· Its match is 1:1 of the amount invested by VentureSouth angel group members, up to a maximum investment of $250,000 per company

· And the oversight is the VentureSouth team (as the fund’s General Partner), which could veto investments if, in their best judgement, the investment doesn’t fit the mandate of, or the quality required by, the fund.

Why would someone invest in a sidecar fund?

Beyond the reasons for angel investing in general, the specific reasons for using a sidecar fund for angel investing include:

· Passive: early stage investing can be hard work and time consuming. Sidecar funds are designed to be minimal work for the investor, and are ideal for those without the time

· Automatic diversification:

o A single early stage investment is, on average, going to lose money. Diversification is critical. Sidecar funds are designed to created diversified portfolios.

o For example, VentureSouth’s four sidecar funds invested in 23, 18, and 19 and 19-and-counting companies

· Smaller exposure and per-deal allocation: even though angel investing requires less capital than you might believe, the total allocation might be too much if you are only recently accredited. If 20 deals at $5,000 per deal (total $100,000) is too much exposure, you could significantly reduce that with a $25,000-$50,000 allocation to a sidecar fund.

· Administrative ease: one set of investing documents to sign, one K-1, and you’re not bothered by ongoing consents or all the other minutiae of early stage deal documents.

What should you evaluate when looking at sidecar funds?

Whenever you are investing, you should do your due diligence. We’ll skip here all the general diligence you should do whenever investing — team, investment thesis, track records, etc. — and focus again on the diligence checklist items you particularly should consider when evaluating sidecar funds.

· Investment decision making: who is making the investment decisions — both according to the legal documents and in practice?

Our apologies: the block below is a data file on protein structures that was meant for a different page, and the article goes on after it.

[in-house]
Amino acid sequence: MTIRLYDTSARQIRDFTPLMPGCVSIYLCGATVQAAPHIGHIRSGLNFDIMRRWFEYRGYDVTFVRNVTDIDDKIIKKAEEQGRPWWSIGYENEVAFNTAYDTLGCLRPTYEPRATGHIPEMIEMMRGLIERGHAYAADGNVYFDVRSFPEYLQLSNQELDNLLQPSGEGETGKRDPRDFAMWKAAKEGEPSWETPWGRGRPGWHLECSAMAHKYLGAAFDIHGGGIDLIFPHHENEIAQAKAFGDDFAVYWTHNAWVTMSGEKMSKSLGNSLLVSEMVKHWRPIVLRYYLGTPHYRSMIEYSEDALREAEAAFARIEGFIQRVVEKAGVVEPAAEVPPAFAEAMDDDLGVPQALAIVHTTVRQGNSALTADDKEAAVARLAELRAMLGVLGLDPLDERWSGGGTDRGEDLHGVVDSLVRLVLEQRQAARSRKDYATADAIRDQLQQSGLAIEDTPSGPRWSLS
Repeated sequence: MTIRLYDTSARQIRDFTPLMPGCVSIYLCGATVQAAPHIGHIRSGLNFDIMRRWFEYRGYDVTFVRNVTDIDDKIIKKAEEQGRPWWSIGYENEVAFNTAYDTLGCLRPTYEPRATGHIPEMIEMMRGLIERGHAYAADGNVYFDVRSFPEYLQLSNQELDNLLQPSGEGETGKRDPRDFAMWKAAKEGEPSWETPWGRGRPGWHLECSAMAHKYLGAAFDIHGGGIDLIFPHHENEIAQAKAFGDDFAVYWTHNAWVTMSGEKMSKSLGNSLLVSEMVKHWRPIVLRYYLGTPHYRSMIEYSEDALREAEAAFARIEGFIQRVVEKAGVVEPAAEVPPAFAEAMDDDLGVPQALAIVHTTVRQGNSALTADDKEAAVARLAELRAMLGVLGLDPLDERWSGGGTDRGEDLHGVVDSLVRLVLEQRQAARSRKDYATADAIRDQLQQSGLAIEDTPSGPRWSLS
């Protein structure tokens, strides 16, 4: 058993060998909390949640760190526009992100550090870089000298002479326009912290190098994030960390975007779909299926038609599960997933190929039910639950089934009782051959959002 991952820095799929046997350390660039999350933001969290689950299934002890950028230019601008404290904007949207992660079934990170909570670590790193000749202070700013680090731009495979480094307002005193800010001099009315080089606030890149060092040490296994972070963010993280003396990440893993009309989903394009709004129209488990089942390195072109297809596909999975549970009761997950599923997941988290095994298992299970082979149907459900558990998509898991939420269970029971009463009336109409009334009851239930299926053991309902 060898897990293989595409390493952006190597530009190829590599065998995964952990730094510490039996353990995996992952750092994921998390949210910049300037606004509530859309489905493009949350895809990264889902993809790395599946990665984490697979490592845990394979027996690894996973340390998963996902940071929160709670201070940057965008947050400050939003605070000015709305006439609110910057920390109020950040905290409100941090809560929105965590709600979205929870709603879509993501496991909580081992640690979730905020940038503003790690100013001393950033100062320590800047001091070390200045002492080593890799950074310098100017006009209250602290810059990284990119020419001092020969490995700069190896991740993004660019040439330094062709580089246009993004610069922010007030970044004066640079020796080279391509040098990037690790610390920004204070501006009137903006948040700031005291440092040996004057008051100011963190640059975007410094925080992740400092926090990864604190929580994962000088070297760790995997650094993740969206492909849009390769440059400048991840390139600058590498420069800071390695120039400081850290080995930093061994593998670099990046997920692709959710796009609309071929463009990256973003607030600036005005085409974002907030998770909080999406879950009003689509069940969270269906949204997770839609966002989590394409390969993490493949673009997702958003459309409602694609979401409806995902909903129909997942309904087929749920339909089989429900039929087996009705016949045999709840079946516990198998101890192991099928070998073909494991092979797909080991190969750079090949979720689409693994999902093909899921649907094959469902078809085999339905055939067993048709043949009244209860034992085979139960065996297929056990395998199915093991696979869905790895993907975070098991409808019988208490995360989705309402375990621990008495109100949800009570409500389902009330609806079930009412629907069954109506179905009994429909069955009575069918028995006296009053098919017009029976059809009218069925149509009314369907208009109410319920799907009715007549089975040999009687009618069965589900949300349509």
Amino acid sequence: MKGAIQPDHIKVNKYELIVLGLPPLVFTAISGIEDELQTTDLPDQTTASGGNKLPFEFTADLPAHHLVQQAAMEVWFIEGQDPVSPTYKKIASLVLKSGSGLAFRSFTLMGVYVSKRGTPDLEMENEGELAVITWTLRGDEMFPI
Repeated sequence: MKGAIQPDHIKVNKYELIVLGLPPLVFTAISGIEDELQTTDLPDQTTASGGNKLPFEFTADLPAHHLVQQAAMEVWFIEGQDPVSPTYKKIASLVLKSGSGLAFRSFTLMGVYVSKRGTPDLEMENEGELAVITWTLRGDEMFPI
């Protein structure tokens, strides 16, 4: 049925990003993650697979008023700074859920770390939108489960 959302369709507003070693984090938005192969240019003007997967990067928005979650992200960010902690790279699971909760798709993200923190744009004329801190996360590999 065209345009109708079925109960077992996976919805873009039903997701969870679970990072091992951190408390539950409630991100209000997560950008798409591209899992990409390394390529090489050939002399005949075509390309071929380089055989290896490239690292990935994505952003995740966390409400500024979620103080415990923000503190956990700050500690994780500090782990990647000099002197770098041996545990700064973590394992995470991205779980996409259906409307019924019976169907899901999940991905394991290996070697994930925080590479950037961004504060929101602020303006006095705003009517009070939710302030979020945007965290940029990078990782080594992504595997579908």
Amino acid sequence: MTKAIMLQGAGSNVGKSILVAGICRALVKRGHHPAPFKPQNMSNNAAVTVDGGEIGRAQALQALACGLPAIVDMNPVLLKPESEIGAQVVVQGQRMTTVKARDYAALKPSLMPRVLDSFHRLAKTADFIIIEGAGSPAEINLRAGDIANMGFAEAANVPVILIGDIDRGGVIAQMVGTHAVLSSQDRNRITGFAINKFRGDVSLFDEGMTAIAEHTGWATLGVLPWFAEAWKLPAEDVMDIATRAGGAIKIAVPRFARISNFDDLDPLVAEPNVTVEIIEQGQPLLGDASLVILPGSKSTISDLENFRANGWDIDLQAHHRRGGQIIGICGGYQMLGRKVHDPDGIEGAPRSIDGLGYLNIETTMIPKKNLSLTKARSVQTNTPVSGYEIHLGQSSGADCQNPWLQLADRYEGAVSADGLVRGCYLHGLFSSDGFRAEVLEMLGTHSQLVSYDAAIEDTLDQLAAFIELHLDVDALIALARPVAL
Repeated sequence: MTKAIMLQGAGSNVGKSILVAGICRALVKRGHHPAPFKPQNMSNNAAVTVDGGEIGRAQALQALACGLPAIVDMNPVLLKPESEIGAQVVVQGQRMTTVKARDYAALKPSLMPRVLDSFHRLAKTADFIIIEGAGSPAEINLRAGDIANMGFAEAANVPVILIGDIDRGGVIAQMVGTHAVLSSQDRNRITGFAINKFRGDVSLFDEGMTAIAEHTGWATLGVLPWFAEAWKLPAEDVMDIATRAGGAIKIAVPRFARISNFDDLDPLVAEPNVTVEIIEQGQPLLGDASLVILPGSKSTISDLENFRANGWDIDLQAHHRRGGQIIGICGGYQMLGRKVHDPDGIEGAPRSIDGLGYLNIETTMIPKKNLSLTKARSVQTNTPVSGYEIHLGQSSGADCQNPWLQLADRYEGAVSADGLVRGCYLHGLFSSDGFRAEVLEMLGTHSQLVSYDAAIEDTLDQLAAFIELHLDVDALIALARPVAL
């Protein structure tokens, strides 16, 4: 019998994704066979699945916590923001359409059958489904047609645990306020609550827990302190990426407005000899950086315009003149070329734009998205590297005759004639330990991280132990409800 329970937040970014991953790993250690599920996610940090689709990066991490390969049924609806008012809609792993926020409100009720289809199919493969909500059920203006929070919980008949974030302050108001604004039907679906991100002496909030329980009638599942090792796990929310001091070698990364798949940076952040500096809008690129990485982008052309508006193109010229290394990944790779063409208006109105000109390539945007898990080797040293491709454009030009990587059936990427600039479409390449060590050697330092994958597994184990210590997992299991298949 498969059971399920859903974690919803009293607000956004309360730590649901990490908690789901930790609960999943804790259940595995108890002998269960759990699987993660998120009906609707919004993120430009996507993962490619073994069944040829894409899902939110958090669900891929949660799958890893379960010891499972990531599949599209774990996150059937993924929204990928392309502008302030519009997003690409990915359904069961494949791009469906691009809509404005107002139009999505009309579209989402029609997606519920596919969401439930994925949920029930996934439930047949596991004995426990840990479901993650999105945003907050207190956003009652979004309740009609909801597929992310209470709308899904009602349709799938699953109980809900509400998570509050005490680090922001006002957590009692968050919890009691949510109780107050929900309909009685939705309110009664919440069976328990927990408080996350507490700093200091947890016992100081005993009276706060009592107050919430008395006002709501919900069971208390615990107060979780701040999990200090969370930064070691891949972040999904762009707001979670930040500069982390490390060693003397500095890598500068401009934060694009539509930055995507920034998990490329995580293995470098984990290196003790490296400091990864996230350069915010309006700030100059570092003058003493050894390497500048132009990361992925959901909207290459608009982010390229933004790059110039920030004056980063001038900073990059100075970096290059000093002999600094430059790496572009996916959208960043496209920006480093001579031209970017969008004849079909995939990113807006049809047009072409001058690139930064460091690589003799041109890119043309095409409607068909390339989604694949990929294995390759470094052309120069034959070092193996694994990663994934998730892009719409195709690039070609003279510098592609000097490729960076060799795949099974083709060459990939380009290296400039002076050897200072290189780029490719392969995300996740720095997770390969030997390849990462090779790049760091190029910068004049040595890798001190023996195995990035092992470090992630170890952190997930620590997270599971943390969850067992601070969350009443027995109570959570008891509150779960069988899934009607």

· Follow-on decisions: ditto. These are often different, but also where great potential for personal agendas, conflicts of interest, or just simply emotional decisions lies. How does the sidecar address them?

· Fit of investment thesis and sidecar size: does the “lead vehicle” have activity level, scope, capability, and stability to make the investments must to deploy the sidecar? Can it get diversified enough in a reasonable timeframe?

· Size: while we would all like to see hundreds of local, small funds focused on specific areas, the reality is the costs of setting these funds up is not trivial. Is the fund large enough to cover these costs without unduly affecting net returns to investors?

· Liquidity: what happens when a portfolio company is sold (generally you should get the proceeds immediately); and what happens when you want to exit your position (generally you cannot).

· What are the “economics” of the fund?

o Does the “oversight” have skin in the game (in the form of their own money)?

o Does the annual management fee seem big enough to cover the costs of the fund, but small enough to remain reasonable and not hurt too much the net return to investors?

o Does the carry fit the general parameters (usually 15–20%) and is it appropriate given the relative contribution to the success of the fund given by the “oversight” team relative to the passive investors?

o Do the startup costs seem reasonable? It shouldn’t be that expensive to pay for the fund documents, and is it really appropriate to charge investors marketing costs for their own fund?

o Do the fund documents allow for lots of extra ongoing costs to be put on investors (D&O insurance, tax prep costs, …)?